NOT MY STORY by Silvija Jestrovic, directed by Dragana Varagic, with Cynthia Ashperger, Hume Baugh, Jason Jazrawy, Rena Polley, Gregory Thomas and Varagic. Presented by April Productions at Artword (75 Portland). Previews begin tonight (Thursday, October 28), opens Saturday (October 30) and runs to November 14, Tuesday-Saturday 8 pm, matinee Sunday 2:30 pm. $18-$25, previews and students Tuesday-Thursday $10, Sunday pwyc. 416-366-7723 ext 290, www.artword.net Rating: NNNNN
We all invent ourselves so others will see us as we want to be seen.
But there's added poignancy to the game-playing that goes on among the characters in Not My Story. Three women from the former Yugoslavia, all involved in the arts, have immigrated to Canada and find themselves forced into less creative work that has nothing to do with their skills.
When an old friend, a central European filmmaker now living in New York, visits to make a documentary about them, the women go to great lengths to live up to the expectations they think he has of them.
It's a story that Cynthia Ashperger understands. The Zagreb actor had an established career in Europe when she met a Canadian director and moved here in 1986 to marry him.
Ashperger's now the head of the acting program at Ryerson, finishing a PhD at the U of T and performing.
"In some ways, this is the my story," she says of Lela, her character in Silvija Jestrovic's play, workshopped in the 2000 Fringe as Happiness Channel.
After settling here, Ashperger was visited by Croatian journalists who wanted to see what her life was like in Canada, whether she was still the famous star she'd been in Europe. And like Lela, she felt compelled to keep her former self alive through the stories she told the writers.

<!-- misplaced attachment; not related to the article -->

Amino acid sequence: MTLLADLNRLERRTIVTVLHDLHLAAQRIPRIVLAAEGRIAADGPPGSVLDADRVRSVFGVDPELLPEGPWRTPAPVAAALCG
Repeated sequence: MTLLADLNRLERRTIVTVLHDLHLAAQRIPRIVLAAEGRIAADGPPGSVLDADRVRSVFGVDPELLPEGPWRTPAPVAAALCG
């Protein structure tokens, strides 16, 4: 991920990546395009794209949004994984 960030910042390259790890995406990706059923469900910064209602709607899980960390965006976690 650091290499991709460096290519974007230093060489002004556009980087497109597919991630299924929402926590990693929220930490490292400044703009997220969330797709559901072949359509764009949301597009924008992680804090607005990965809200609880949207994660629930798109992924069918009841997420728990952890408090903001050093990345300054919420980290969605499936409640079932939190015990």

"I am now at a place of complete acceptance about my choice to leave home, but it took a long time. Back then I went through a genuine struggle trying to fit in, feeling that I had run away, that I was being rejected.
"It wasn't the rejection of an actor who's not getting work, though, but rather, feeling like someone's who's so different that she won't be accepted."
Trained as an art historian, Lela has to take a very different job to make ends meet in Canada. She's rooted out all sentimentality about her choices.
"She's still a rebel deep down inside," smiles Ashperger, who appeared in Richard Sanger's Not Spain.
"I really was a rebel back in the 80s, back in Communist Yugoslavia," she recalls. "As part of a Zappa-esque new-wave company called Relatively Free Group Jardin, I went onstage in a red leotard and a punk jacket full of zippers and pins."
She laughs delightedly at the memory, admitting that playing Lela allows her another chance to thumb her nose at conventions.
"We felt free to shock audiences by laying it all out, which wasn't done at that time in a Communist culture."
Ashperger's interest in the script isn't just autobiographical. Both its author and its director and fellow performer, Dragana Varagic, are people she bonded with at the U of T's graduate drama centre. She's also drawn to the fact that it has so many layers.
"It's Chekhovian in the best sense of the word. On a surface level, the characters, all of whom come from somewhere other than Toronto, are ordinary people talking about ordering Chinese food. But beneath that, metaphoric castles are burned, hope is destroyed, old loves are rekindled."
Not surprisingly, the script has echoes of Chekhov's Three Sisters, whose title characters dream of going to Moscow.
"Not My Story is a bit like Three Sisters: The Sequel," smiles Ashperger.
"These three contemporary women have made it to their Moscow, and it's not what they thought it would be."